ROME (Reuters) - Italian Prime Minister Silvio Berlusconi on Tuesday laughed off calls for him to resign over an investigation into allegations he paid for sex with young women, including a 17-year-old nightclub dancer.
“What, are you all mad?” Berlusconi said when asked if he would bow to calls from the opposition for his resignation.
“I’m absolutely calm, I’m enjoying myself.”
Pressure on the prime minister grew after magistrates sent a report to parliament alleging that a “significant” number of young women prostituted themselves with Berlusconi at his homes.
“If the prime minister has a crumb of dignity he should resign and go before investigators to face the infamous charges,” Dario Franceschini, parliamentary leader of the largest opposition party, the Democratic Party, told the lower house.
Franceschini, whose call was backed by other opposition parties, said Berlusconi should stop considering himself “above everything, even the law,” and let judges decide his case because digging in his heels was hurting Italy’s image abroad.
The conservative prime minister has seen off a series of sex scandals in recent years. But the latest comes at a difficult time as he no longer enjoys a secure parliamentary majority following a split with former ally Gianfranco Fini.
Berlusconi narrowly scraped through a confidence vote last month and last week Italy’s top court struck down part of a law that gave him immunity from prosecution.
Italian media had a field day reporting leaked transcripts of phone conversations between some of the women who attended parties at Berlusconi’s villa near Milan, described as “bunga bunga” parties in reference to lewd activity.
The Milan probe focuses on Karima El Mahroug, an 18-year-old Moroccan who attended Berlusconi’s parties when she was 17 and, according to prosecutors, was paid to have sex with him. Having sex with a prostitute aged under 18 is an offence in Italy.
The transcripts, cited by Italian media, quote El Mahroug saying she had asked Berlusconi for hush money and was told by the prime minister she would receive “as much money as you want” if she kept quiet. In another reported conversation, one of the women refers to Berlusconi’s parties as a “whore house.”
Berlusconi says the allegations are absurd. He says he never paid for sex and has been in a stable relationship since separating from his second wife, who left him in a blaze of publicity in 2009, accusing him of “frequenting minors.”
An opinion poll by IPSOS, the first to be made public since the latest scandal erupted, said 54 percent of Italians did not believe Berlusconi was being persecuted by magistrates.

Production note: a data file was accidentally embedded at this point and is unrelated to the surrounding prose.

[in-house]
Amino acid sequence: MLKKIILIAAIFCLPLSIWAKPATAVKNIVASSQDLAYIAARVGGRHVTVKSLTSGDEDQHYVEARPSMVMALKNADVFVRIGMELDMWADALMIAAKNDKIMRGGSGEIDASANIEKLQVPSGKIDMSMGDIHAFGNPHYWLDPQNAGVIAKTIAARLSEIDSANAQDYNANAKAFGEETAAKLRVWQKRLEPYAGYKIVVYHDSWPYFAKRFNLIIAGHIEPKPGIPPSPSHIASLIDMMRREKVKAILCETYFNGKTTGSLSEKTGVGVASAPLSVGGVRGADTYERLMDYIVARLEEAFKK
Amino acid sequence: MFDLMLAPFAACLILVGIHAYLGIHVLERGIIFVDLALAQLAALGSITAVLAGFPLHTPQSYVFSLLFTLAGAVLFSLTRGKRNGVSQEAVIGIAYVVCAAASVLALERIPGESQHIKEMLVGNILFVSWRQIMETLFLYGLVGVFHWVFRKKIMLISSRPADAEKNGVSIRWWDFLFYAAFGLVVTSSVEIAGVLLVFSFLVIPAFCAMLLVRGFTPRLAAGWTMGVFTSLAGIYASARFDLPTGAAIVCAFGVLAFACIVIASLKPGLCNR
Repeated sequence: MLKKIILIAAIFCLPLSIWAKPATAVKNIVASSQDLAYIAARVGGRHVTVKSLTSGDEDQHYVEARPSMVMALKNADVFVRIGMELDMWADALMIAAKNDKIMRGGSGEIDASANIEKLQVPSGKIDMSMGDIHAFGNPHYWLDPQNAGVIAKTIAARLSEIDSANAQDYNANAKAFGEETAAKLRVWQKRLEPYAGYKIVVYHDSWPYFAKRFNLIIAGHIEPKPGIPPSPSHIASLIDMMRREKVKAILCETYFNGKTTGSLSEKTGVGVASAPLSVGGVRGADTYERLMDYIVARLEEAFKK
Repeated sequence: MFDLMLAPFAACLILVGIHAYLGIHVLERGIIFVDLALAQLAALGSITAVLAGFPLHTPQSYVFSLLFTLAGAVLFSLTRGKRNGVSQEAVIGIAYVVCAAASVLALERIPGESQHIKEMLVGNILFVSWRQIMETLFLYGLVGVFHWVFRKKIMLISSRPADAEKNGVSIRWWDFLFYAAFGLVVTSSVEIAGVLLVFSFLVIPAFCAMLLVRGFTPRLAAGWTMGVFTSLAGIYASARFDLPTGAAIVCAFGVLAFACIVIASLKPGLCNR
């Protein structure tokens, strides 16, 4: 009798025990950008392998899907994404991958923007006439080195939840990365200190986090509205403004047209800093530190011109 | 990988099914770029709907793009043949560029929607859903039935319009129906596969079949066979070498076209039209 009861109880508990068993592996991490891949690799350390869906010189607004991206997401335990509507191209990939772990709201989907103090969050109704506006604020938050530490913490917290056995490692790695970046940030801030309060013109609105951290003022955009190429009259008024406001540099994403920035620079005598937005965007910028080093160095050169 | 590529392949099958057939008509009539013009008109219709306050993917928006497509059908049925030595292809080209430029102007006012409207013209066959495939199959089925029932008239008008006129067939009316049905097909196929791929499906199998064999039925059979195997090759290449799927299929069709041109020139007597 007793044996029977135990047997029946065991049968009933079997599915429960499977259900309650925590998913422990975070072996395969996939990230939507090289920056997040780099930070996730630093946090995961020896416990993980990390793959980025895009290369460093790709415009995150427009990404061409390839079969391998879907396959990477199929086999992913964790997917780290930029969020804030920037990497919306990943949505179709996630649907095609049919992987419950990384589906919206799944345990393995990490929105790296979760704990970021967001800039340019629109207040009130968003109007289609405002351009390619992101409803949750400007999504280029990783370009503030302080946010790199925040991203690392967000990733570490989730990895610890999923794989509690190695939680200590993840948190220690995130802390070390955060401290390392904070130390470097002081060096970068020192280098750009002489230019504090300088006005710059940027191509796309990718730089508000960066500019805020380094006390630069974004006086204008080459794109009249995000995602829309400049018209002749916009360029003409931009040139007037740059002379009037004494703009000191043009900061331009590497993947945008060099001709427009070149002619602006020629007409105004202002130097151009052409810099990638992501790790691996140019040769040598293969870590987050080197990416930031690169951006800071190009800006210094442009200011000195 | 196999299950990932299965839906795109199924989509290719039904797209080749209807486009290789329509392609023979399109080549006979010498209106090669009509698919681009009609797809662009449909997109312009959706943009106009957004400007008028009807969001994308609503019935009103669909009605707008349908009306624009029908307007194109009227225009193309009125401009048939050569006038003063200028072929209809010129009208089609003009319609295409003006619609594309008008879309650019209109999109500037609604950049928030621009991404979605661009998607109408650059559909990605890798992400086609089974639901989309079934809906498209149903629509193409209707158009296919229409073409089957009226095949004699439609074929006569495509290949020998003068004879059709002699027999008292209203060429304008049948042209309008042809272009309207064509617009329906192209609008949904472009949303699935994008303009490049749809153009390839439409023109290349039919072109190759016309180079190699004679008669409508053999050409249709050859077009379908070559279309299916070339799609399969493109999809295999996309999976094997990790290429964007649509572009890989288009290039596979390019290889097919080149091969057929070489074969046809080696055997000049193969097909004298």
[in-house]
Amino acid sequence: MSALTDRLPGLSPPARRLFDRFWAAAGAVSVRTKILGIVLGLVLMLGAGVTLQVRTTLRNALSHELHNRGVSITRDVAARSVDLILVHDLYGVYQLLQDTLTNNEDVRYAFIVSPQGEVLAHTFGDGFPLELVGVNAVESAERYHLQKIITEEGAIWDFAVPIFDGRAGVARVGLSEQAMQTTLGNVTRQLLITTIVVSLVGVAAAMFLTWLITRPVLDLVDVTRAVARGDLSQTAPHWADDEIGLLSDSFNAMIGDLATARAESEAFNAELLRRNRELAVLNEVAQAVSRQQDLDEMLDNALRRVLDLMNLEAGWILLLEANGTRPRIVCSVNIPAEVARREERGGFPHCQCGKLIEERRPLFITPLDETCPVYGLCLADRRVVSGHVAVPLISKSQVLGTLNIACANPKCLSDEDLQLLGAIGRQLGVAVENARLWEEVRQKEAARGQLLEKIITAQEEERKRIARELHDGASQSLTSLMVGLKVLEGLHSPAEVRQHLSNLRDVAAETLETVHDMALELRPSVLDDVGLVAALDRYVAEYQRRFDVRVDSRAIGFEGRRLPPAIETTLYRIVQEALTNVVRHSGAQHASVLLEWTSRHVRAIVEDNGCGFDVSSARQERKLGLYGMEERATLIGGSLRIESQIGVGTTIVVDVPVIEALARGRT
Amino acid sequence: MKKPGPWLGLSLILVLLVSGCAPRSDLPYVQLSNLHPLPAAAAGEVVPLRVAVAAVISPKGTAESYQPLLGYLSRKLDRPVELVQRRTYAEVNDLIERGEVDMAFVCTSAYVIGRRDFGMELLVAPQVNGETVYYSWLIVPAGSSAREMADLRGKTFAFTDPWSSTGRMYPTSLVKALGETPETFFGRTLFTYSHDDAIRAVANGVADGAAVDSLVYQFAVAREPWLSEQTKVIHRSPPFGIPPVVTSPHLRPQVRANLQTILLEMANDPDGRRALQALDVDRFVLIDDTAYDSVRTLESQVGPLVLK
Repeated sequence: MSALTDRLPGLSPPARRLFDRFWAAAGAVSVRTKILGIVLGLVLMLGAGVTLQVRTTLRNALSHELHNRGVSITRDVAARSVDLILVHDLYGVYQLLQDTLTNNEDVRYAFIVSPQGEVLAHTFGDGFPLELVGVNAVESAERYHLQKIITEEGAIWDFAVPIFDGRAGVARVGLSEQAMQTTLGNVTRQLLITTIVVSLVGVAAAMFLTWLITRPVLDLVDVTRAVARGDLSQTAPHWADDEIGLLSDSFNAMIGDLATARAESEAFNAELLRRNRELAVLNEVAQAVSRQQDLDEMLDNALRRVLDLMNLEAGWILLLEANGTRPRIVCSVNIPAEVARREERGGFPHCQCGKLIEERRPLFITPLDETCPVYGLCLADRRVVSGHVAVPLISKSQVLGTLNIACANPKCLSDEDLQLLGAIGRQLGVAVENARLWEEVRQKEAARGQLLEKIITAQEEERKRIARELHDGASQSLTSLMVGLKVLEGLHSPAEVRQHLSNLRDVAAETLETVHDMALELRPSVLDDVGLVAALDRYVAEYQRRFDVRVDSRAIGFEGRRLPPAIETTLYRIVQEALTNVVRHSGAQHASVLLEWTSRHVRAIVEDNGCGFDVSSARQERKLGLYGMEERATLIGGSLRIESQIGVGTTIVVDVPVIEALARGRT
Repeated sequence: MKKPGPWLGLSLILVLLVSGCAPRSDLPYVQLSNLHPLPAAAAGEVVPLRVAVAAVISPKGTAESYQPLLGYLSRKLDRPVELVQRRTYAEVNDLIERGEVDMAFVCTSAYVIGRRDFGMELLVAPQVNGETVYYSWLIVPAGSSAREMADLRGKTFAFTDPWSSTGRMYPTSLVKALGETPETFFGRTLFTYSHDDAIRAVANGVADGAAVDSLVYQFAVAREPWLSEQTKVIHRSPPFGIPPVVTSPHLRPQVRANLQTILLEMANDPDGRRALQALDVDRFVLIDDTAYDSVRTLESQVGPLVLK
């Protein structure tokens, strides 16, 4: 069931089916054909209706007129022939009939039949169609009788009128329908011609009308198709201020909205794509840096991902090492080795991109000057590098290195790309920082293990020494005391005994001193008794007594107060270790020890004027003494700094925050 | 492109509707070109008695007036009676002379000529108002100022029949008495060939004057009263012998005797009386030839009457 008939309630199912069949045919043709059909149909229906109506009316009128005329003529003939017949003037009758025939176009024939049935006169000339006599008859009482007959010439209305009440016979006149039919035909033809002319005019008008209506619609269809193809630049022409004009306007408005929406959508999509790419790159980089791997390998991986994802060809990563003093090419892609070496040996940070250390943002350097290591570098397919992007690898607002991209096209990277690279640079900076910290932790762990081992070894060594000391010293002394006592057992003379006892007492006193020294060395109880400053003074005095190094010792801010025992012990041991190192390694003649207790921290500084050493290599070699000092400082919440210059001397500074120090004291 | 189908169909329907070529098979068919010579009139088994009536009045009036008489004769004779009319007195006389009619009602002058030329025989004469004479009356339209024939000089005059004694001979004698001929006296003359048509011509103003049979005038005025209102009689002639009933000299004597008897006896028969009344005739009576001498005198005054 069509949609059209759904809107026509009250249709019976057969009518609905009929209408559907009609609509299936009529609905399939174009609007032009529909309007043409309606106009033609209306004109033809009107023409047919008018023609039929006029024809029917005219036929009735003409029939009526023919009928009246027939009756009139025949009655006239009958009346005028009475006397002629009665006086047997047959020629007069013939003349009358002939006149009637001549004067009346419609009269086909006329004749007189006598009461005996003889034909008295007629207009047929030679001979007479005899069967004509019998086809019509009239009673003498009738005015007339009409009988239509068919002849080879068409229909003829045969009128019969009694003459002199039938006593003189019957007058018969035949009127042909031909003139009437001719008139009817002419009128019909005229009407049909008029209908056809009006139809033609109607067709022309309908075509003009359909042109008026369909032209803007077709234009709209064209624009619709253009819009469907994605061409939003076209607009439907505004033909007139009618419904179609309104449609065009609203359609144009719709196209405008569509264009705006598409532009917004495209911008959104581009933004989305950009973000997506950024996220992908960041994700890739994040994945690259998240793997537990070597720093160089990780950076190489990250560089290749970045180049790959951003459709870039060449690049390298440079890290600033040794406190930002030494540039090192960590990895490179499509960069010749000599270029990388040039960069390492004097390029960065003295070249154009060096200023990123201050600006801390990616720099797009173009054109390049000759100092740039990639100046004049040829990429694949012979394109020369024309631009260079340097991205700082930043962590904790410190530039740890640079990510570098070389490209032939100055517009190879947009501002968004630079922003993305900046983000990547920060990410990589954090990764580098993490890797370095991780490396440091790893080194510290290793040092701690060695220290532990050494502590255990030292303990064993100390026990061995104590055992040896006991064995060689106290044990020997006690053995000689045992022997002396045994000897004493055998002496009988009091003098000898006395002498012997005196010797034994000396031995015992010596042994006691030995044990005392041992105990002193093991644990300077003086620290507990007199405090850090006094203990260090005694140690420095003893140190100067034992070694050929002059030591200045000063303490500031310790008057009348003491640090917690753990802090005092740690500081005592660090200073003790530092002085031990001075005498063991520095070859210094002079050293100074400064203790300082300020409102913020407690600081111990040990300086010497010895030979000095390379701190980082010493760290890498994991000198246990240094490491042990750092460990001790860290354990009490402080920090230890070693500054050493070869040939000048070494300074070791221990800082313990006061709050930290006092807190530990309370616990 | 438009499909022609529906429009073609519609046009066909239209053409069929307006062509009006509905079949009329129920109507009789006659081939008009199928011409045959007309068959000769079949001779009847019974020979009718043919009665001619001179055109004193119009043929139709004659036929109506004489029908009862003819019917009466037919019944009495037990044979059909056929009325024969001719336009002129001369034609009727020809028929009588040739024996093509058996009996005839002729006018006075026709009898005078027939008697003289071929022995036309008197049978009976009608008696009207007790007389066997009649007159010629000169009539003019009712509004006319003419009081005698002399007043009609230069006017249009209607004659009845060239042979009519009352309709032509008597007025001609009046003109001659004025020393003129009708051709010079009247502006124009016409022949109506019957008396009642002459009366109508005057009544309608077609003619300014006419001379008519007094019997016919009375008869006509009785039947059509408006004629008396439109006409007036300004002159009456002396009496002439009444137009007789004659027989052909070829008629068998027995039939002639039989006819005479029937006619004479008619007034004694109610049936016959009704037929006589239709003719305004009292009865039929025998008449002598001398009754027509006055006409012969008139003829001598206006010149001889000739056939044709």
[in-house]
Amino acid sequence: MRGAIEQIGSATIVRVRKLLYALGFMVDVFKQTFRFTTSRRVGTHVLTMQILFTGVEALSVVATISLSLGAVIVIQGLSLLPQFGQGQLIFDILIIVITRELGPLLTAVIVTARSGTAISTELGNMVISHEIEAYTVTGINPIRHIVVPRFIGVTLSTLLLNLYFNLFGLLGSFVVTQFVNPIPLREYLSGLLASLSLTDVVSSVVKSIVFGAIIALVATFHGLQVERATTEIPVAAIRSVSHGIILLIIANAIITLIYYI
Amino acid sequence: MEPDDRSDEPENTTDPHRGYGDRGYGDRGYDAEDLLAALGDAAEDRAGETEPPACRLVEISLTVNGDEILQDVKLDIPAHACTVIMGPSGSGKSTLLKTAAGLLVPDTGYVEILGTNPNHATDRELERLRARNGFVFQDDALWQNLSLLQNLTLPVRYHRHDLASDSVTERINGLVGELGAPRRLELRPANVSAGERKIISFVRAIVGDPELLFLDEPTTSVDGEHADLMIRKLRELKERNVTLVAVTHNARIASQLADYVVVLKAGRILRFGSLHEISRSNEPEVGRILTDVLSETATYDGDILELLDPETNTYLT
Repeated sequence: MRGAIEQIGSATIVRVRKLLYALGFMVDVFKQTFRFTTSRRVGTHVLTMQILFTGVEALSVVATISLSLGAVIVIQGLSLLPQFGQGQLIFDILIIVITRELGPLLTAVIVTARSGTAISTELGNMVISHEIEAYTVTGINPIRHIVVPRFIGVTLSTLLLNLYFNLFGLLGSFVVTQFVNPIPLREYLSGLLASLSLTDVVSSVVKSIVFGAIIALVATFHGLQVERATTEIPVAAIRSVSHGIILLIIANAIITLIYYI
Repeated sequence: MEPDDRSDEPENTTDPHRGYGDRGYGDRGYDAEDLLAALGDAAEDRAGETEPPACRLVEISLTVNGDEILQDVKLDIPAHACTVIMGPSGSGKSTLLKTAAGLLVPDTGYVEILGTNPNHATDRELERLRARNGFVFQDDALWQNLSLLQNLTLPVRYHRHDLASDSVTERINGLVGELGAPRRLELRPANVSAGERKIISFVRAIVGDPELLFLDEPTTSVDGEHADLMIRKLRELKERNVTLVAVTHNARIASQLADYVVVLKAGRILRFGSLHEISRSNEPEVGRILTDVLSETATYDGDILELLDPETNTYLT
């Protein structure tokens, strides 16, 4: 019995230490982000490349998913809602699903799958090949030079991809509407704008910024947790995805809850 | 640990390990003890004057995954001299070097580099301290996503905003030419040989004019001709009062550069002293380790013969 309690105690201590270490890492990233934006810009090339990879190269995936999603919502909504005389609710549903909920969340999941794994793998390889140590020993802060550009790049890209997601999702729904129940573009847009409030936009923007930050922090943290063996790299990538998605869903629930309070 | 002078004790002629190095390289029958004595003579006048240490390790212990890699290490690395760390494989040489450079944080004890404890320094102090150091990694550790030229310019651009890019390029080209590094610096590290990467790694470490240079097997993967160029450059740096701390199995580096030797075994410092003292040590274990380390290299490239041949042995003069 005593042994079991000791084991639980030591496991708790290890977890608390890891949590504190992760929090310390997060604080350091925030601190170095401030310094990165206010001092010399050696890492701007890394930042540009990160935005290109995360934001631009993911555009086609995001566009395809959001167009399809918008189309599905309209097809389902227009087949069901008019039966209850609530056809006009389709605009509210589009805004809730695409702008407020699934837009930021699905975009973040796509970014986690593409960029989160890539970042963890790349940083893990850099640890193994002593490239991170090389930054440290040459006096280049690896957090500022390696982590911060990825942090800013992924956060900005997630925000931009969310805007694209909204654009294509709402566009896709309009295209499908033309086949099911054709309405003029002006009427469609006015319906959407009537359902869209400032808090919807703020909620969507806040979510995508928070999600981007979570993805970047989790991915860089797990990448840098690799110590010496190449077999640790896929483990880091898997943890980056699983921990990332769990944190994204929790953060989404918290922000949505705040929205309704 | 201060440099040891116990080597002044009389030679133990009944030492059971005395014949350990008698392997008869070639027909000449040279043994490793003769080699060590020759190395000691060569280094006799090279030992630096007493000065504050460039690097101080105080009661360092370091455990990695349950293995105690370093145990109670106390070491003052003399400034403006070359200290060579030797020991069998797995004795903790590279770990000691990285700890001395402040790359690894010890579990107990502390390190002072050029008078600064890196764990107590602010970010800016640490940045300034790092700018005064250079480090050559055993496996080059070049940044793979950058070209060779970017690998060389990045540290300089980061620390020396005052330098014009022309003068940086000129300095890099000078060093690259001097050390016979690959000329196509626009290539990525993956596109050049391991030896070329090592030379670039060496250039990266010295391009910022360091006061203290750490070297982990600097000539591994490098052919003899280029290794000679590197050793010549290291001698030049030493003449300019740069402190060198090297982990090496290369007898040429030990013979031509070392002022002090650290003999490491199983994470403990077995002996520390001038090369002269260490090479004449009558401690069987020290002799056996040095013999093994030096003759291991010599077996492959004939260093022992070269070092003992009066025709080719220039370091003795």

Fifty percent of those interviewed, however, thought the scandal would not affect him and could even boost his support in the event of an early election.
The transcripts are part of a 385-page dossier detailing the investigation of the 74-year-old billionaire on suspicion of abuse of office and having sex with an underage prostitute.
Prosecutors sent it to the lower house of parliament to justify their request to search the office of a Berlusconi associate they believe handled the payments to the women.
Opposition politicians said the scale of the allegations and the details of the parties made Berlusconi’s position untenable.
“Not even the great poet Dante, when he portrayed the Inferno, got this far,” said Leoluca Orlando, a spokesman for the small Italy of Values opposition party.
“Prostitution, minors, abuse of power: it’s stuff that makes you sick,” said Oliviero Diliberto of the Left Federation. “Berlusconi cannot stay on one more minute: he is at risk of blackmail and as such cannot remain as prime minister,” he said.
The newspaper of Italy’s Catholic bishops, Avvenire, called the investigation a “devastating tornado” highlighting the need for politicians to maintain sober, respectful behaviour.
Italy’s highest selling weekly magazine, Famiglia Cristiana, said Berlusconi appeared to think he was living in another century “imagining himself similar to those Renaissance lords who could do whatever they wanted.”
Prosecutors have summoned Berlusconi, who already faces trials on corruption and tax fraud charges, for questioning this weekend on the latest scandal.
But the premier said late on Tuesday his lawyers believed the Milan prosecutors had no jurisdiction in the case and had told him it was “not logical” for him to attend.
Magistrates also suspect Berlusconi pressured police to release El Mahroug, who goes by the stage name “Ruby the Heart Robber,” last May when she was detained for theft.
The prime minister and allies say the investigation is a plot by biased magistrates to destroy his career, accusing prosecutors of prying into his private life and spying on his guests.
Foreign Minister Franco Frattini said the investigation “will turn out to be a big set-up, like in the past,” and said he saw no reason for Berlusconi to step down.
Writing by Silvia Aloisi and Gavin Jones; Editing by Noah Barkin and Janet Lawrence